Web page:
7.     Eat Well – The right foods can fuel your mind, boost your mood and fight disease.  In an unhappy twist, good nutrition can help at time of stress, but that is exactly when we eat less well. Mom was right: You've got to eat well to function well. Just in case you didn't gobble up Mom's wisdom, here are some useful tidbits.

Among other benefits, good food can:

·
         boost your energy
·
         lower the risk of developing certain diseases
·
         provide fuel to your brain
·
         counteract the impact of stress on your body
·
         affect mood-related body chemicals 

8.       Take Care of Your Spirit – Praying, meditating or just connecting with your deepest self can enrich your life.  Eat your veggies. Get enough rest. Exercise. Those are clear suggestions. But you may be thinking, what in Heaven's name does it mean to "take care of your spirit"?  For lots of people, being spiritual means observing rituals, studying texts and attending religious services, well, religiously.  For others, it's not at all about traditional structures or notions of God.  You can think of spirituality as connecting to whatever you consider meaningful and holy.  You can find it in God, in yourself, in other people, in nature, art or kindness.  Whatever you focus on, spirituality offers many possible benefits, including better mood, less anxiety and depression-and even fewer aches and illnesses. 

9.       Deal better with Hard Times – Coping tools can help you through a rough patch.  Consider these tips.  At some point in our lives, most of us will face times that are extra stressful or that even shake us to our core. At those times, having strong coping strategies can make a huge difference.  Of course, exercising, focusing on your spiritual life and getting enough rest—and all the other Live Your Life Well tools—can be great supports in difficult situations. Other techniques can be particularly useful in dealing with tough times including  writing about a difficult event, problem-solving, and focusing on the positives in our lives.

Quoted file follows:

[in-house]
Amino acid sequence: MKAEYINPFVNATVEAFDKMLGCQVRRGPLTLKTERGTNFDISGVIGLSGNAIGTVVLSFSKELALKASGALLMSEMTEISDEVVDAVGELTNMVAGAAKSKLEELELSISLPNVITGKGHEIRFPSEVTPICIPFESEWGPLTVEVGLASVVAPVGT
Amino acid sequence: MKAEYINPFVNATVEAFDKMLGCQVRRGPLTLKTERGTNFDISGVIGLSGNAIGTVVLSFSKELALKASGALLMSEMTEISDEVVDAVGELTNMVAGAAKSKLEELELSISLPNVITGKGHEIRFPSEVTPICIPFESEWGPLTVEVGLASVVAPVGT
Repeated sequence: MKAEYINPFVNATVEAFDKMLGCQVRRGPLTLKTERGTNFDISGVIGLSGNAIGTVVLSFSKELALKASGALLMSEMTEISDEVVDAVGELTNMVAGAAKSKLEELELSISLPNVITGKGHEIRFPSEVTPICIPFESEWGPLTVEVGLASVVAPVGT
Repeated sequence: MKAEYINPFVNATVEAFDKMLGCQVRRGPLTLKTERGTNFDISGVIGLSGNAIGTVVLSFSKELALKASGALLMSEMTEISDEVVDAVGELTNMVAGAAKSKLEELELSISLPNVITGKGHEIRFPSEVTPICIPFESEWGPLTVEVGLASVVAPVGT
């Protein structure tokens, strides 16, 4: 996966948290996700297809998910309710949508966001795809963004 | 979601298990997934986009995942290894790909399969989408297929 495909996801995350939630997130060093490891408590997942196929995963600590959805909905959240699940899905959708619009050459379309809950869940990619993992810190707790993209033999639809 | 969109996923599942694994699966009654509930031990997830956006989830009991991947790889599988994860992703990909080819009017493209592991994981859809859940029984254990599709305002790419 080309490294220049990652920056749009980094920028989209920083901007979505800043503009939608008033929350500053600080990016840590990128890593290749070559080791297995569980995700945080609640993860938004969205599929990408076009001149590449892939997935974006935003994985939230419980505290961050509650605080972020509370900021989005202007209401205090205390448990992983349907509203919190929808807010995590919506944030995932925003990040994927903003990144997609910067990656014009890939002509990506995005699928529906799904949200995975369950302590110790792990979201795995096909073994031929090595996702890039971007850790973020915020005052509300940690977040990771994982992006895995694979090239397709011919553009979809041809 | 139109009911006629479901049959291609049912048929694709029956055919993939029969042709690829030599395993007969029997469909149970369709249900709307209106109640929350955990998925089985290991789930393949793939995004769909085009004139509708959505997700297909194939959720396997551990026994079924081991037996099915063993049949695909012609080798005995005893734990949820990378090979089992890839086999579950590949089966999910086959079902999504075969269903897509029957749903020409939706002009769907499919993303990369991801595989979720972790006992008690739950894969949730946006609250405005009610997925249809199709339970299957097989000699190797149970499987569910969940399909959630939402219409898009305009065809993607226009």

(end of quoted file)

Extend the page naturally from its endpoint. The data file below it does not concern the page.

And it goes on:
10.  Get professional help if you need it – Don’t hesitate to seek professional help.  Learn about therapy, medication and more.   If the problems in your life are stopping you from functioning well or feeling good, professional help can make a big difference.  And if you're having trouble, know that you are not alone: One in four adults in this country has a mental health problem in any given year.

If you or someone you know is feeling especially bad or suicidal, get help right away. You can call Contact Care-Line here in Marion 383-CARE  (383-2273) to reach a person 24-hours a day or the Marion Area Counseling Center at 740-387-5210.   Of course, you don't have to be in crisis to seek help. Why wait until you're really suffering?   Even if you're not sure that you'd benefit from help, it can't hurt to explore the possibility.  A mental health professional at the Marion Area Counseling Center, Inc. can help you.  Call 740-387-5210   The Marion Area Counseling Center; Enriching Lives / Enhancing the Community